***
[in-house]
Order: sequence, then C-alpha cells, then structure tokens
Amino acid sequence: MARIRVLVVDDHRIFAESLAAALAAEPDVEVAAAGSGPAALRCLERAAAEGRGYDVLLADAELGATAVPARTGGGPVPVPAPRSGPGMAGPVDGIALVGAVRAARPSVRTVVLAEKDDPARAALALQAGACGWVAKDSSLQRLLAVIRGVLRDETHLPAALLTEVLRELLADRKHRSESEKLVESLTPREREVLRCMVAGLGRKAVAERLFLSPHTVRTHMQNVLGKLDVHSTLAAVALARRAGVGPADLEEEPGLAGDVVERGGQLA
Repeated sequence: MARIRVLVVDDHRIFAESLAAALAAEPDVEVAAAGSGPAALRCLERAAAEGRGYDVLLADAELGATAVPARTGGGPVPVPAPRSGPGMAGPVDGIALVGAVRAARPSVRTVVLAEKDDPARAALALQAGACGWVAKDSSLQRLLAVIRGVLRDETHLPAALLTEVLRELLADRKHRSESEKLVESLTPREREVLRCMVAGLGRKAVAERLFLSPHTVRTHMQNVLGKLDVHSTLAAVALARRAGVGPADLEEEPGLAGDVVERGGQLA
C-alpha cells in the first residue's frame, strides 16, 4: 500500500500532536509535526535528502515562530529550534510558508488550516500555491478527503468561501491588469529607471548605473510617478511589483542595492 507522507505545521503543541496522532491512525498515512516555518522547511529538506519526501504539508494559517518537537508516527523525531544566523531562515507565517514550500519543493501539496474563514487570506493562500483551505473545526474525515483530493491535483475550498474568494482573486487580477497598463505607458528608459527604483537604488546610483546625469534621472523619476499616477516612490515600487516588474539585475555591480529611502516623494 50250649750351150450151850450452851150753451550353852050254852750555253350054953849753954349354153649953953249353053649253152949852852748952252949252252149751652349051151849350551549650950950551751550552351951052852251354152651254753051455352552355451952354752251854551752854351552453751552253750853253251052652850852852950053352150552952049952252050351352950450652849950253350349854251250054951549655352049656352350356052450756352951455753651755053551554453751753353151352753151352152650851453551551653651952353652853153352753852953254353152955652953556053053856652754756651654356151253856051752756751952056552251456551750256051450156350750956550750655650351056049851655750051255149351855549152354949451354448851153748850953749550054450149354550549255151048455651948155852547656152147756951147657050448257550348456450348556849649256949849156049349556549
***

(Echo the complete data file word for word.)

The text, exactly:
[in-house]
Order: sequence, then C-alpha cells, then structure tokens
Amino acid sequence: MARIRVLVVDDHRIFAESLAAALAAEPDVEVAAAGSGPAALRCLERAAAEGRGYDVLLADAELGATAVPARTGGGPVPVPAPRSGPGMAGPVDGIALVGAVRAARPSVRTVVLAEKDDPARAALALQAGACGWVAKDSSLQRLLAVIRGVLRDETHLPAALLTEVLRELLADRKHRSESEKLVESLTPREREVLRCMVAGLGRKAVAERLFLSPHTVRTHMQNVLGKLDVHSTLAAVALARRAGVGPADLEEEPGLAGDVVERGGQLA
Repeated sequence: MARIRVLVVDDHRIFAESLAAALAAEPDVEVAAAGSGPAALRCLERAAAEGRGYDVLLADAELGATAVPARTGGGPVPVPAPRSGPGMAGPVDGIALVGAVRAARPSVRTVVLAEKDDPARAALALQAGACGWVAKDSSLQRLLAVIRGVLRDETHLPAALLTEVLRELLADRKHRSESEKLVESLTPREREVLRCMVAGLGRKAVAERLFLSPHTVRTHMQNVLGKLDVHSTLAAVALARRAGVGPADLEEEPGLAGDVVERGGQLA
C-alpha cells in the first residue's frame, strides 16, 4: 500500500500532536509535526535528502515562530529550534510558508488550516500555491478527503468561501491588469529607471548605473510617478511589483542595492 507522507505545521503543541496522532491512525498515512516555518522547511529538506519526501504539508494559517518537537508516527523525531544566523531562515507565517514550500519543493501539496474563514487570506493562500483551505473545526474525515483530493491535483475550498474568494482573486487580477497598463505607458528608459527604483537604488546610483546625469534621472523619476499616477516612490515600487516588474539585475555591480529611502516623494 50250649750351150450151850450452851150753451550353852050254852750555253350054953849753954349354153649953953249353053649253152949852852748952252949252252149751652349051151849350551549650950950551751550552351951052852251354152651254753051455352552355451952354752251854551752854351552453751552253750853253251052652850852852950053352150552952049952252050351352950450652849950253350349854251250054951549655352049656352350356052450756352951455753651755053551554453751753353151352753151352152650851453551551653651952353652853153352753852953254353152955652953556053053856652754756651654356151253856051752756751952056552251456551750256051450156350750956550750655650351056049851655750051255149351855549152354949451354448851153748850953749550054450149354550549255151048455651948155852547656152147756951147657050448257550348456450348556849649256949849156049349556549